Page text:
Sleep Can Affect Your Cardiac Health
One of the top reasons to get enough sleep is to protect your heart. People who sleep less than 6 hours and people who sleep more than 9 hours are at increased risk of heart disease and stroke. Recent studies have linked shortened and prolonged sleep with an increased risk of Coronary Heart Disease (CHD). Short sleepers have 48 percent increased risk of CHD, whereas long sleepers have a 38 percent increased risk. Studies indicate that coronary calcium, the kind that may cause coronary artery calcification and disease, increases with lack of sleep.
As blood pressure and heart rate fall at night, the heart works less during a good night’s sleep. In fact, the heart rate of people who are sleep deprived usually remain elevated. Lack of sleep can increase insulin resistance which can cause type 2 diabetes and heart disease. It can also increase C-Reactive Protein, the levels of which rise in response to inflammation and is a risk factor for cardiovascular and heart disease. Shortened sleep interferes with appetite: you eat more food or the food is less healthy.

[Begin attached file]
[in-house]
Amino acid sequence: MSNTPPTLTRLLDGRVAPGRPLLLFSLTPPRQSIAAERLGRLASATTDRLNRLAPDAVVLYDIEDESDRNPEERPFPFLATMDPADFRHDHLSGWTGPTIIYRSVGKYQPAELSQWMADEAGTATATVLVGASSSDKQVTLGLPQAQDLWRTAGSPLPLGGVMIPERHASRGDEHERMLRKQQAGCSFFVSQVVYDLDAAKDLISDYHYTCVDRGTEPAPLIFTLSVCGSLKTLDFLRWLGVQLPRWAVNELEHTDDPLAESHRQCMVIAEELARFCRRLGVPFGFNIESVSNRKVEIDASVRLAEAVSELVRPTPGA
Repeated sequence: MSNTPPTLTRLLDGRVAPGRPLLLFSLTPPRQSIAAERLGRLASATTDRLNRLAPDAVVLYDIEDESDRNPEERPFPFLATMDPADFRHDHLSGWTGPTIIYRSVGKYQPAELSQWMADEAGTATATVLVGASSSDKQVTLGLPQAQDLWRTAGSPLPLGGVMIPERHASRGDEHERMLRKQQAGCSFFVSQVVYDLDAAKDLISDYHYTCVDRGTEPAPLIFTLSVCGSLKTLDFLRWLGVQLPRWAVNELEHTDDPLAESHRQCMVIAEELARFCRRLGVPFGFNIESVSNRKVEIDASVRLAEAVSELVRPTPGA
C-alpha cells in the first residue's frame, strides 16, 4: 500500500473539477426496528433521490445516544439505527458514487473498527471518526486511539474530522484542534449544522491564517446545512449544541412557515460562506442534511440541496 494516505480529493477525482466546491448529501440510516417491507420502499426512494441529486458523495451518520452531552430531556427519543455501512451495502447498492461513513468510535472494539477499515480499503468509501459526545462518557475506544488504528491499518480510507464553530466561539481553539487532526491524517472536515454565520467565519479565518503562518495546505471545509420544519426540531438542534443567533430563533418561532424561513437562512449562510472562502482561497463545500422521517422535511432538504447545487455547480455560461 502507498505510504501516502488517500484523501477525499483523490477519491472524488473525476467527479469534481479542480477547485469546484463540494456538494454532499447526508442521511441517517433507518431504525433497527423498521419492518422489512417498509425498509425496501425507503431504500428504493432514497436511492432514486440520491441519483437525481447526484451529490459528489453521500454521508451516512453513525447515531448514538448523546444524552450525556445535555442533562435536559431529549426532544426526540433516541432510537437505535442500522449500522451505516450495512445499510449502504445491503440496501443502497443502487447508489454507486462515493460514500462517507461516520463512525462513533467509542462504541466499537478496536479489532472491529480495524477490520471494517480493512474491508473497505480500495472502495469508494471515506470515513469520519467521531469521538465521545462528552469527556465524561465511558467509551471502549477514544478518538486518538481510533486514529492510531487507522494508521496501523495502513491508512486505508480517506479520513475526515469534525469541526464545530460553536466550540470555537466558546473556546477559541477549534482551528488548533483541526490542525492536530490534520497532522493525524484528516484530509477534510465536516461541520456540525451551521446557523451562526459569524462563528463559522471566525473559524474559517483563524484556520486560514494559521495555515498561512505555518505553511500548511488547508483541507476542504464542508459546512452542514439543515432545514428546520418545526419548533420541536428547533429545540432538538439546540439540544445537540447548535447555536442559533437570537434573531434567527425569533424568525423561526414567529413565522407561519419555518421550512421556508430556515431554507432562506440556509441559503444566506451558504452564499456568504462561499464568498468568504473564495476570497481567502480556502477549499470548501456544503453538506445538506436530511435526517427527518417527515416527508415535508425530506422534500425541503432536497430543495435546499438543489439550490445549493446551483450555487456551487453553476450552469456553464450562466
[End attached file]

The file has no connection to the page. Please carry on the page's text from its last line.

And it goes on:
The interrelationship between shorter / longer sleep and heart disease are not completely understood. The lack of sleep does not necessarily cause heart disease. Insomnia sleep disorder is the most common problem in America, affecting about 30 percent of adults. Overall, sleep duration has decreased about 2 hours per night in the last 50 years. Doctors suggest people who have trouble sleeping should make sure that everything in the bedroom is comfortable from the mattress to the temperature. People should establish a daily wake time and ignore the clock when going to bed.